Diarrhea isn’t fun for anybody. When your dog gets it – and feeding boiled chicken or hamburger with rice doesn’t make it go away – it’s time to see your veterinarian. There are lots of different causes of diarrhea in dogs, including dietary indiscretion (also known as eating dumb stuff), viruses, stress, abrupt diet changes, food allergy, inflammatory bowel disease, and of course, intestinal parasites. Of the intestinal parasites, some are worms and some are protozoans.
Protozoans are single-cell microscopic organisms. These organisms are free-living in the environment. When they get inside a host and cause disease, they are considered parasites.
In dogs, the two most common protozoan parasites we see are Coccidia and Giardia. These parasites cause disease in the intestinal tracts of dogs, resulting in diarrhea. Both are contagious and hard to eliminate from the environment. Dog owners should be aware of these diseases, how their dogs may become infected, and what to do about it.
There are many different species of Coccidia, also known as Isospora, but only four that infect dogs. Isospora protozoans are species-specific, which means the ones that infect dogs infect only dogs, the ones that infect poultry infect only poultry, and so on. As such, coccidiosis (an infection with Coccidia) in dogs is not a zoonotic disease, which means there is no need to worry about yourself or your family becoming infected, should your dog become infected. And your dog is not going to get infected by being around other species of animals.
How is it spread? Infected dogs pass oocysts in their stool. Interestingly, these oocysts are not infectious until they spend some time in favorable environmental conditions (temperatures of 70° to 100° F and high humidity) and go through a process called sporulation. Sporulation can occur within hours of the oocysts being passed, and ingesting sporulated oocysts is how your dog becomes infected.
Ingestion doesn’t mean your dog has to eat poop. It can happen when a dog sniffs poop or a poop-contaminated area and then licks his nose! Walking through infected areas and later licking their paws, swallowing flies or other insects that have ingested sporulated oocysts, and eating infected mice are all ways your dog could pick up Coccidia.
The most common sign in clinically affected dogs is diarrhea. For some dogs, the parasitic infection is self-limiting, and may not require treatment. These are the ones that get better with the hamburger and rice. For most dogs, however, treatment is required to resolve the diarrhea and eliminate the infection.
Young puppies and stressed, debilitated, or immune-compromised dogs are usually the ones most severely affected. Some dogs with coccidiosis are asymptomatic (don’t show any signs of illness). This is a good reason to have stool samples checked regularly on your dog, so if a Coccidia infection is identified it can be treated before it gets worse. Treatment of oocyst-shedding, asymptomatic dogs also helps minimize environmental contamination and spread of the parasite.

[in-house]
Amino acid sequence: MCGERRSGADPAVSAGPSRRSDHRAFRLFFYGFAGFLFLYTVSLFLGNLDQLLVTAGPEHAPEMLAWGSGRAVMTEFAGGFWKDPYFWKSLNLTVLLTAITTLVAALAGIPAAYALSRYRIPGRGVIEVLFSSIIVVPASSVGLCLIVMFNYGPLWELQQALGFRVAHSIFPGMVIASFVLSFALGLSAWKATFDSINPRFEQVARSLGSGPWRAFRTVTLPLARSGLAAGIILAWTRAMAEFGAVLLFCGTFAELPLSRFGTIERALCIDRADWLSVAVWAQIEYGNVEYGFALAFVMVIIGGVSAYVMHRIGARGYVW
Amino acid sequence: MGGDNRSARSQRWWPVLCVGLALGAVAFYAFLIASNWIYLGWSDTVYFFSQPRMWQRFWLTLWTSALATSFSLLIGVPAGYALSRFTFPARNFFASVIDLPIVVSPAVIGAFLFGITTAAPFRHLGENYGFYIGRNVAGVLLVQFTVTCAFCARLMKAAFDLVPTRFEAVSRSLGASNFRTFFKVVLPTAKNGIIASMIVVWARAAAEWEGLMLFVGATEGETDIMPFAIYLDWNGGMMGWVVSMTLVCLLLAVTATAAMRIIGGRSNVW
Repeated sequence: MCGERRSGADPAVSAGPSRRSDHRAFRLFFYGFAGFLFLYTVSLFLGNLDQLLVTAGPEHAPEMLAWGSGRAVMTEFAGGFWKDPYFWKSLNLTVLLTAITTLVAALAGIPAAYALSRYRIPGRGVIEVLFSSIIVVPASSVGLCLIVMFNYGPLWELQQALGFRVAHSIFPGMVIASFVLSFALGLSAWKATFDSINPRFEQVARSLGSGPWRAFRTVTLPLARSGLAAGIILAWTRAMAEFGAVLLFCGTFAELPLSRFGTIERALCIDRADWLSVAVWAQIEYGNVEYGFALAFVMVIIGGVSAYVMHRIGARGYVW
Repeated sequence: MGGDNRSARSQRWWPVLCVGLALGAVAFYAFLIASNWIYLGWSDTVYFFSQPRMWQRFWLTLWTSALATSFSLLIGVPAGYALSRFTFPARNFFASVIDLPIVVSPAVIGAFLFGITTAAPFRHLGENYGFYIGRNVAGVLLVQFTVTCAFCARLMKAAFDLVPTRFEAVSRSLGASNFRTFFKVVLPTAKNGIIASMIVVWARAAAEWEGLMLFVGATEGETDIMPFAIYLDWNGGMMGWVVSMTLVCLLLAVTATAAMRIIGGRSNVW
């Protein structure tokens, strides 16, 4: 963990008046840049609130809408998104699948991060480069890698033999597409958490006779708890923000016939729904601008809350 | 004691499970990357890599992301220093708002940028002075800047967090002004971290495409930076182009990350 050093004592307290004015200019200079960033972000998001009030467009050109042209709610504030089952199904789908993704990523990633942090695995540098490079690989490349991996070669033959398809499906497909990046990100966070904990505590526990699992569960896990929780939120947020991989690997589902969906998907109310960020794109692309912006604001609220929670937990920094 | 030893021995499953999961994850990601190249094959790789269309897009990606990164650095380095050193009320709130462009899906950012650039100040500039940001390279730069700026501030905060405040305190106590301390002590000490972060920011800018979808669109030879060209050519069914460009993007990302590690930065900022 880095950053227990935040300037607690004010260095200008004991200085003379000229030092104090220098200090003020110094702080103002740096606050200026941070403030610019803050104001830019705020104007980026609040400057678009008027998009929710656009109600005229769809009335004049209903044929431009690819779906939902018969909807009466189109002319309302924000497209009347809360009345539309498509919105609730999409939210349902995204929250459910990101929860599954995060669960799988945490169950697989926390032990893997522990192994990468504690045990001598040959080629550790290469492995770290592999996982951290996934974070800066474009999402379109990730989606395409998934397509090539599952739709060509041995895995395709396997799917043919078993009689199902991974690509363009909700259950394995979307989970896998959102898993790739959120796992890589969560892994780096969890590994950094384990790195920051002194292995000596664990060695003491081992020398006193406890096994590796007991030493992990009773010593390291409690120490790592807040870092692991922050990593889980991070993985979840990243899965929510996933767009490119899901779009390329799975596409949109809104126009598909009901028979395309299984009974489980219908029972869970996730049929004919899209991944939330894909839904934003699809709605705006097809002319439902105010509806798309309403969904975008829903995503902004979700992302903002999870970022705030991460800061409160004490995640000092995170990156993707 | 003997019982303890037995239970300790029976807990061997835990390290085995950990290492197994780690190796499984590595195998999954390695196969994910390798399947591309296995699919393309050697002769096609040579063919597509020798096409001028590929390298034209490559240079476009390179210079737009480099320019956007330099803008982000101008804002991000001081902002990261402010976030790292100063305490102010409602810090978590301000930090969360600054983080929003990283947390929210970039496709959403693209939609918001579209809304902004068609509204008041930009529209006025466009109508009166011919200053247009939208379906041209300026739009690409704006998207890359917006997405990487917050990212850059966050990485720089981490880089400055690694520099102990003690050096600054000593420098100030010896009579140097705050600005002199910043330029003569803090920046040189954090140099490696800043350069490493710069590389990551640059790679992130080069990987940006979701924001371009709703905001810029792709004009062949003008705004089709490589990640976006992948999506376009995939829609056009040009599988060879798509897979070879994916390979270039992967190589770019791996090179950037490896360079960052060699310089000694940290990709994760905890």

Coccidiosis is diagnosed by a test done on a stool sample called a zinc sulfate fecal floatation with centrifugation, which identifies the oocysts. It’s usually pretty easy to diagnose. There is a chance, however, that symptoms may occur before oocysts are actively being shed. So, if your dog with diarrhea has a negative test, but continues having diarrhea, be sure to submit a second sample for analysis.
Treatment for coccidiosis in a veterinary clinic setting is typically a prescription medication called sulfadimethoxine (Albon, Zoetis). This medication is “coccidiostatic” – this means it doesn’t kill the protozoa, it just prevents their reproduction, thereby slowing the infection down and giving the dog’s immune system a better chance to clear the organism. Treatment is administered daily for an extended period, typically anywhere from five to 20 days. A fecal test should be repeated one to two weeks after treatment to be sure the infection has cleared.
Coccidiocidal drugs (those that kill Coccidia) are used frequently in horses, poultry, and livestock. Unfortunately, these drugs are not FDA-approved for use in dogs, which is why the coccidiostatic drug, sulfadimethoxine, is most often prescribed.
Veterinarians have the discretion to prescribe medications that are not FDA-approved for dogs (i.e., “off-label” or “extra-label use” of an approved medication). The two coccidiocidal drugs most often prescribed off-label for treatment of Coccidia in dogs are ponazuril (Marquis, Boehringer-Ingelheim) and toltrazuril (Baycox, Bayer). These drugs are typically reserved for use in kennel or shelter situations, where coccidia can run rampant and be virtually impossible to eliminate from the environment.
As for prevention: Immediate removal of feces is the best way to minimize the potential for environmental contamination. When trying to decontaminate an infected environment, mechanical removal of all fecal matter is essential. Scrub surfaces thoroughly to remove any tiny particulate matter. Once all surfaces appear visibly clean, high-heat steam cleaning is recommended; it’s the most effective way to destroy the oocysts, which are resistant to most disinfectants, including bleach.